The truth is that I don’t really know. Maybe it’s about trying to capture that feeling again when I was eight years old and playing Ocarina of Time, and fully believing I had the power to singlehandedly shape the world. More likely it’s about escaping the here and now in a way that still feels resonant to the reality I inhabit.
The fantasy of Breath of the Wild, for me, is effecting change in a world brought to ruin. I wake up every day trying to stomach dread and anxiety as I read another news report about someone’s rights being trampled or the continued bleakhouse circus that is our government falling to pieces and just feel powerless. I can scream on the internet, go to gatherings, and donate money to however many causes I want, but there’s still a sense of hopelessness at the heart of it all.
I’ve never been a particularly religious person. God and what not have never been my bag, despite repeated attempts to find some belief there. But I’ve found some measure of solace and reward in placing faith in people. In the days following the infamous and thickheaded visa ban for Muslims, I, as many others, found some measure of strength in watching people gather around the world to protest such vile, officially-sanctioned and racist malice. It’s not a victory, per se, but it’s an occasion of countless people uniting against seemingly overwhelming evil. It’s a shred of hope in a world that needs every scrap it can get.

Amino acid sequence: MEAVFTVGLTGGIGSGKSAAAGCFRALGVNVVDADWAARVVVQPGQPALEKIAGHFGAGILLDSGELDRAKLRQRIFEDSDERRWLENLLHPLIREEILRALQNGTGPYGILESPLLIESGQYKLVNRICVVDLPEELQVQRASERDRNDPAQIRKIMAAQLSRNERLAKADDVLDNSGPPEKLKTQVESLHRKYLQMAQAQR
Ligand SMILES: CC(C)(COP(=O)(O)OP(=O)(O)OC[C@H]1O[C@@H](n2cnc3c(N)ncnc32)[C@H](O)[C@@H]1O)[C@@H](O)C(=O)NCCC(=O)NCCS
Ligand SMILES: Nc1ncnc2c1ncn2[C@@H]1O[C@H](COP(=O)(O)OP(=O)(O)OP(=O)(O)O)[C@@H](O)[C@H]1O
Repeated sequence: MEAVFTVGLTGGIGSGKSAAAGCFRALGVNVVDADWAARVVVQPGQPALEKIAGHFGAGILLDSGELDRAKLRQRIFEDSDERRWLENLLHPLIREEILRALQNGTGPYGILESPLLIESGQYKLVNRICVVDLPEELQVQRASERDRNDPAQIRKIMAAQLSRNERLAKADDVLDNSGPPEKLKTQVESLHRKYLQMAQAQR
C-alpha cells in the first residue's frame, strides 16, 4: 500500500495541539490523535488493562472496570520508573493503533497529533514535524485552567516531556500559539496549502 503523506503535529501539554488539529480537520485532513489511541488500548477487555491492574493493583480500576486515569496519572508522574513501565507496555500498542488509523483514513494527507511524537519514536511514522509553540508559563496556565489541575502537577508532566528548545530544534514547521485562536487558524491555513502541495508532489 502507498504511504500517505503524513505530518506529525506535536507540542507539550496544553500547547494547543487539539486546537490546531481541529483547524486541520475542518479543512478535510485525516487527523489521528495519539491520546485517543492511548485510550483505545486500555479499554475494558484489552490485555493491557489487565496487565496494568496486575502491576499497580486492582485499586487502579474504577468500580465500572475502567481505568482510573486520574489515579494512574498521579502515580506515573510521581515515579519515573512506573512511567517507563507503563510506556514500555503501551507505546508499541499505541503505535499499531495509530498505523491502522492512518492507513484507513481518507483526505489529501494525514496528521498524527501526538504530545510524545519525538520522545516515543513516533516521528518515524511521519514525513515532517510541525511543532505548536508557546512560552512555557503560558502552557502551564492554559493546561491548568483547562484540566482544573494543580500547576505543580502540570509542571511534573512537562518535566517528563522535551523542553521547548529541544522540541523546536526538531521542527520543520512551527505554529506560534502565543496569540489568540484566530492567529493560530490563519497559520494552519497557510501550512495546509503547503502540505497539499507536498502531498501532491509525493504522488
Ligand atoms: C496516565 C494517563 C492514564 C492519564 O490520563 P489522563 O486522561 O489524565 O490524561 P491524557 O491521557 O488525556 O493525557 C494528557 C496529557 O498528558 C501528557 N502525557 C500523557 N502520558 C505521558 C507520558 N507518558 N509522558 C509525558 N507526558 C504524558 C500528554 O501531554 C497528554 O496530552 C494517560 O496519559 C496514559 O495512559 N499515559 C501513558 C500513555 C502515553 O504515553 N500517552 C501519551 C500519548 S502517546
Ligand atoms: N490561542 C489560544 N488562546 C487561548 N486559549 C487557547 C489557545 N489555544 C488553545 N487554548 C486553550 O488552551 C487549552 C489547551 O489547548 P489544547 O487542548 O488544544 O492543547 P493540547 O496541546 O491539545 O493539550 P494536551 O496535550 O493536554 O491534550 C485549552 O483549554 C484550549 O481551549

And I think that need for faith is why Breath of the Wild speaks to me. It’s the right game at the right time. There’s a level of spirituality in its focus on the perseverance of the individual trying their best to make things better. And again, it’s pure fantasy. Link is a knight in the most Arthurian sense possible. And Breath of the Wild is most certainly an escapist fantasy that has nothing explicit to say about providing healthcare for everyone, educational reform, or the war on terror. However, hope is eternal and universal, and the game is 100 percent about finding hope in bleak circumstances.